“Tuesday nights have been sacred—our night out—from the very start,” she explained. “I missed one concert for the birth of each of our sons. One of the best things has been watching our youngest son (Mordecai Samuel Fuhrman) develop, and surpass us, as a musician. He started playing in the percussion section of the orchestra when he was 10, and played with us through high school and after. He now has a degree in percussion performance and a master's degree and artist diploma in orchestral conducting. He also does some arranging. He will be guest-conducting a piece he arranged during our December concert.”
That concert takes place at 3 p.m. on Sunday, Dec. 11 at The Independence School. Mordecai Samuel Fuhrman will orchestrate and guest-conduct the performance of Shostakovich Prelude & Fugue in D minor. This program also includes Mussorgsky’s Pictures at an Exhibition and Christmas Carols with the Symphony Festival Chorus.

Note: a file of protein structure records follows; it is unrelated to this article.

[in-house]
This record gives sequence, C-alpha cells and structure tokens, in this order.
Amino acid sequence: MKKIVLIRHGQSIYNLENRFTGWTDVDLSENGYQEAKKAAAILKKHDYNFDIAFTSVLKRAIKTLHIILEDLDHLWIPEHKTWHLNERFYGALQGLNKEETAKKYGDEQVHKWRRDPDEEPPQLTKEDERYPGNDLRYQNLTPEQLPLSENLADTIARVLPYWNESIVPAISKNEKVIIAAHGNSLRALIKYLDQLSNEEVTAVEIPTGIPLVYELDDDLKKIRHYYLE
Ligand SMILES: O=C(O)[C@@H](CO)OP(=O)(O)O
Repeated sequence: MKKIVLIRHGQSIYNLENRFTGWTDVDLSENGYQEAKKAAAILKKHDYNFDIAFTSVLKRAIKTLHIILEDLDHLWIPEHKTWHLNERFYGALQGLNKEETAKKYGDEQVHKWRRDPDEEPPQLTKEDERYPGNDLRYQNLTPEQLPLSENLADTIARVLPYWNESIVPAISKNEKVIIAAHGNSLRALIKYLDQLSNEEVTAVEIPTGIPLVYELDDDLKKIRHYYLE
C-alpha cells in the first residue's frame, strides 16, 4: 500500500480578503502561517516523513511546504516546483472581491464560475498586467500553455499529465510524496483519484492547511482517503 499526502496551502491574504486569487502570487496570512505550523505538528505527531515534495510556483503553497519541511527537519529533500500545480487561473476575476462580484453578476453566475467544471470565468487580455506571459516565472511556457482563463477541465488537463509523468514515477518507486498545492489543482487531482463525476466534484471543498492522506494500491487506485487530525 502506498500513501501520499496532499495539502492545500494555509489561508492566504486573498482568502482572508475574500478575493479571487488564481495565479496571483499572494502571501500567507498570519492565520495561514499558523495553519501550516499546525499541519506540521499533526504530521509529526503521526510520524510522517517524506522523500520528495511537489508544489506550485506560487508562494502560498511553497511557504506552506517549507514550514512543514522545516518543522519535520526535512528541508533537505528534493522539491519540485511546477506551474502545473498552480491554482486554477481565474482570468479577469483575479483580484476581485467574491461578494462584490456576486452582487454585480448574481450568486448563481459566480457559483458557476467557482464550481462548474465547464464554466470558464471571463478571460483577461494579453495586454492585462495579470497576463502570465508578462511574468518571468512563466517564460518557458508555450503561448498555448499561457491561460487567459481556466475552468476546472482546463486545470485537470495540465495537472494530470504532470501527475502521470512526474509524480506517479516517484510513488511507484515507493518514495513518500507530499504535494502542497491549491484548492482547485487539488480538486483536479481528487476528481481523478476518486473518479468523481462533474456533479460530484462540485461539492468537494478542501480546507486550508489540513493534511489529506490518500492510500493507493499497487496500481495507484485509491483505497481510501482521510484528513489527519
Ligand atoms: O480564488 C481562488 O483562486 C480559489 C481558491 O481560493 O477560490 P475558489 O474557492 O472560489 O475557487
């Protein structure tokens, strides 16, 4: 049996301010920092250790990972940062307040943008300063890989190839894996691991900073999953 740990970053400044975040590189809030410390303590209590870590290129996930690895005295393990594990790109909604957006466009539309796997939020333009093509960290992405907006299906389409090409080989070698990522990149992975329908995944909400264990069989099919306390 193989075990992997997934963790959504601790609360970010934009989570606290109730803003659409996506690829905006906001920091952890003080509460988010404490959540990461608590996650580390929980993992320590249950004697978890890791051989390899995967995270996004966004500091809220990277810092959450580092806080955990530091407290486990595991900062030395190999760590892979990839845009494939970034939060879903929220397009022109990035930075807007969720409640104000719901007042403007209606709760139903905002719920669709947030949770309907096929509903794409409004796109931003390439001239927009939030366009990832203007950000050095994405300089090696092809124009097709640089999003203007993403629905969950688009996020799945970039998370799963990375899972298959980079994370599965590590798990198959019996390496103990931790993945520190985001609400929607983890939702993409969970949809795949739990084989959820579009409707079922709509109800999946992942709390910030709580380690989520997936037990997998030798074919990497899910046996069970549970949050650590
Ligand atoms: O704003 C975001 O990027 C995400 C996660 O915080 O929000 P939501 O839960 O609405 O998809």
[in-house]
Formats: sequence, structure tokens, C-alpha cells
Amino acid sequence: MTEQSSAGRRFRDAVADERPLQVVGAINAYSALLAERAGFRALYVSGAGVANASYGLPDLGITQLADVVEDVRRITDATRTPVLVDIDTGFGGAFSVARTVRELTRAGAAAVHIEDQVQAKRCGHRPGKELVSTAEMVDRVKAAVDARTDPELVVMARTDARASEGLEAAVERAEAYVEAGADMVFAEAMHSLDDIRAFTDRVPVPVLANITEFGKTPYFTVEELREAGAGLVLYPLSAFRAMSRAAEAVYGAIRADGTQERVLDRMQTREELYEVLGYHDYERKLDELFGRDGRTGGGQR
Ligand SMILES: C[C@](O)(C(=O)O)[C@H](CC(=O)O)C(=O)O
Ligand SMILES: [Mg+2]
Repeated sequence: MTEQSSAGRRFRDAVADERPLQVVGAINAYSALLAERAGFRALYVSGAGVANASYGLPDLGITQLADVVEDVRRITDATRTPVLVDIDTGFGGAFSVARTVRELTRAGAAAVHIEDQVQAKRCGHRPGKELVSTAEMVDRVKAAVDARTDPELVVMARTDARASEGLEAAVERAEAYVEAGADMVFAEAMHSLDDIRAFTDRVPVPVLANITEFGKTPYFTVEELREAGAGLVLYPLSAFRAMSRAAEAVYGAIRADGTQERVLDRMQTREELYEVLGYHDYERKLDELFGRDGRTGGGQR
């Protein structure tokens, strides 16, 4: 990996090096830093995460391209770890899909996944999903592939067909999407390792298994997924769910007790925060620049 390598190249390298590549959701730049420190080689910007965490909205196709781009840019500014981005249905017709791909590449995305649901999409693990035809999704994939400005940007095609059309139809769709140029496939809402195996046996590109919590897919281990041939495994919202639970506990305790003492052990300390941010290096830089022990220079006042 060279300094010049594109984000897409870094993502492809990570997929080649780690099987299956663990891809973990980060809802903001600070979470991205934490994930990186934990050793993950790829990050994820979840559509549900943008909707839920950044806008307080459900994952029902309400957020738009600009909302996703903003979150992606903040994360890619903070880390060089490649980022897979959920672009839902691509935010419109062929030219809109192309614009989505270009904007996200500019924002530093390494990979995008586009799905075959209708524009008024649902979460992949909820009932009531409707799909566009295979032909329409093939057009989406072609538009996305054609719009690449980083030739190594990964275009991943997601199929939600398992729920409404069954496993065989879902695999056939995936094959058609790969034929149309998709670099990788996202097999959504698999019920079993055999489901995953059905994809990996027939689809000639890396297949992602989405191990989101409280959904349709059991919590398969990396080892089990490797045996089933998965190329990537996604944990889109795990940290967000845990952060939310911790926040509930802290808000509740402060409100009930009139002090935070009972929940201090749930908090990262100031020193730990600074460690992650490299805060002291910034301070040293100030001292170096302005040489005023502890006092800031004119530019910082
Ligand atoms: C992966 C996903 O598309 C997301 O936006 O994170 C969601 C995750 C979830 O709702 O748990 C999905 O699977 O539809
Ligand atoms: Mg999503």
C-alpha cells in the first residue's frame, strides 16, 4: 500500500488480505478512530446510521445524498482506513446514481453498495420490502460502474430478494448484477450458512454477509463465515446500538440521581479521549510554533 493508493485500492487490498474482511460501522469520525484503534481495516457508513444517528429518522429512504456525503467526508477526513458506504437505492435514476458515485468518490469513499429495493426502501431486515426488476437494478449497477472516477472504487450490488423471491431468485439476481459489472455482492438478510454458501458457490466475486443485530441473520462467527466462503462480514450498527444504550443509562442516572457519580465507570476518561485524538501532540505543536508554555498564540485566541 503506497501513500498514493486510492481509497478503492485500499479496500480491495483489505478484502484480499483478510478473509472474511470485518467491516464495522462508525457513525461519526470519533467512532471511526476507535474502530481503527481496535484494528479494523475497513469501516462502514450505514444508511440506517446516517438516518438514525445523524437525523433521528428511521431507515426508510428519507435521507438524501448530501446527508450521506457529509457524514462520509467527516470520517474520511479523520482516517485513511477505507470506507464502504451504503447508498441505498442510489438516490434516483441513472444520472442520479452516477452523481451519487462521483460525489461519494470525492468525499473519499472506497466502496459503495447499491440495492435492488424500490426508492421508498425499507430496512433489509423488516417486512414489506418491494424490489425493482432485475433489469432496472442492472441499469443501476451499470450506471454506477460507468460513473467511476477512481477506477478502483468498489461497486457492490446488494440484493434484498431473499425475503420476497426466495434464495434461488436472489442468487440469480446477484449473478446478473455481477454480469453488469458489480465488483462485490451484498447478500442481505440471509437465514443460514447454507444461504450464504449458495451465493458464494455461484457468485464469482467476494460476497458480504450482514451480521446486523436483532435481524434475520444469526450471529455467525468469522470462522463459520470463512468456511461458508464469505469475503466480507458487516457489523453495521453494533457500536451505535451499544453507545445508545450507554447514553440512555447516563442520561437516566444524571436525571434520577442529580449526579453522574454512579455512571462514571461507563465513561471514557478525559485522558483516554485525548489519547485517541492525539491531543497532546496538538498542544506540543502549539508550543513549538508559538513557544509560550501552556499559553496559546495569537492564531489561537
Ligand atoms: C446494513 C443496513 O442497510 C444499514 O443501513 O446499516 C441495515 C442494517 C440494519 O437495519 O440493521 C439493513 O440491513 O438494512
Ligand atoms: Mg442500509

The celebration of the 50th anniversary season continues into 2017. On February 11, a chamber concert is slated to take place that will honor Black History Month.
Two winners of the NSO Youth Concerto Competition will perform at a symphony concert on March 5. The concert concludes with Tchaikovsky’s Suite from Swan Lake Ballet featuring the Delaware Dance Company. The Newark Symphony supports music education and outreach in northern Delaware in a variety of ways, including annual youth concerto competitions. The winners in both the college and high school divisions perform with the orchestra.
On March 11, the symphony orchestra celebrates its 50th anniversary with a gala event held at the Newark Country Club. The night will include live music, dancing, food, and a silent auction.
Senn said that the gala is the one event that she is looking forward to the most during the season.
“If pressed, I would point to our 50th anniversary gala,” she explained. “I choose that because...so many of our celebrations are protracted and will go on into the future, while this is a one-shot event full of fun, glitter, food, music, and dancing. What's not to love there?”
Indeed, the gala, which takes place from 6:30 to 9:30 p.m., will feature a live waltz orchestra, hors d'oeuvres, a cash bar, a silent auction, and more. It is open to the public.